Extreme DOF !

Discussion in 'Macro, Flowers, Insects, and Greenery' started by JPS, Aug 3, 2005.

  1. ...i still don't know what kind of flower it is, i just picked it up in the grass, next to my workshop ! It was less than an inch in diameter, so i had to close down the aperture, to get enough DOF ! Fortunatly, the Tamron SP90 allows to go to f/64 when shooting 1:1 (life-size) !

    Fuji S2 Pro with Tamron SP90 - 1:125 @ f/54 - ISO 200 - RAW
  2. F/54!? Wow and so little diffraction. That Tamron 90 seems to be a killer lens. If it only had a sturdier build.

    The flower looks like a Potentilla to me. If you could produce the green leaves I might even tell you the species. But even without knowing exactly what it is - it's impressive.
  3. Very nice Jean-Pierre. No question but what f64 will give you a broad DOF and you have used that to your advantage here.
  4. Thanks Harry and Gordon ! Yes: that Tamron really shines and doesn't seem to leave my camera ! It was the first lens i bought, together with the S2 Pro, more than 2 years ago... Although i have quite a few other lenses, i use this one about 90 % of the time !

    BTW, i saved the first pic "normally, eg. in RGB... then i tried to save it in sRGB: as usual, the colors come out very strong and pleasant, but not as "real" as the first one ! Never mind, here's the second version:

  5. Going by the title I was especting the other end of the DOF scale, but this is a pleasant surprise at f54!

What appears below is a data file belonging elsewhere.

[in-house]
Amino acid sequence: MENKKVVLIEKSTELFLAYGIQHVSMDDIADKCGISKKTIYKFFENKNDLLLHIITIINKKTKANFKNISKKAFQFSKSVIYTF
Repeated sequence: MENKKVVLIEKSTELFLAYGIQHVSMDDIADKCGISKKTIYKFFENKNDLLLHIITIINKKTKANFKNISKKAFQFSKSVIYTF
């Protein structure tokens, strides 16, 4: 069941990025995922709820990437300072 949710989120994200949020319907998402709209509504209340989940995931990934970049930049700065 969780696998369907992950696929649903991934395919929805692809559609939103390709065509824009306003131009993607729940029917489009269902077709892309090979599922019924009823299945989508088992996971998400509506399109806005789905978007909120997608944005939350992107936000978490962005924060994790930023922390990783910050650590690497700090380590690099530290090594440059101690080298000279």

Very nice capture and sharpness all round as you would expect. Great work!

    The sRGB version seems to show off more details of the center of the flower.

  6. nfoto

    nfoto Guest

    Probably a Potentilla species (cinquefoil), in the Rose Family.

    I don't believe f/64 is giving much real sharpness at all. There are physical laws involved here and the imaged area is small. Even when you shoot f/64 on a 4x5" view camera, it is hardly difficult to see the diffraction-induced softening of the image. Unsharp mask and digital recording can give a false feeling of sharpness, at least when the image is presented so small as on a web page.
  7. Gale


    Jan 26, 2005
    Viera Fl
    It looks mighty pretty on my new monitor...:>)))

    Seeing things in a totally different light. Even my pics look better over here to me. :>)))
  8. Flew


    Jan 25, 2005
    I sure wish that I understood optics better. I basically understand what Bjorn is saying here, but from a strictly uninformed viewer's perspective it looks very good to me.
  9. Hi Bjorn ! Thanks for naming that flower ! BTW, it's true that, for about any lens, it's "sweetspot" is between f/8 and f/16 or so, and one doesn't get a sharper image closing the aperture down to f/64, at the contrary, as many lenses lose quite some sharpness passed their sweetspot, so i believe that this Tamron macro lens has been very well thought, as it doesn't show any sign of diffraction at this small aperture... and the goal is to gain DOF without loosing image quality, isnt'it ?

  10. nfoto

    nfoto Guest

    Unfortunately, your statement indicates something impossible. Tamron cannot stand above the laws of optics.

    I challenge you to show us 100% crops of a very fine-detailled subject at f/8 and f/64, and then you might reconsider your assertion.
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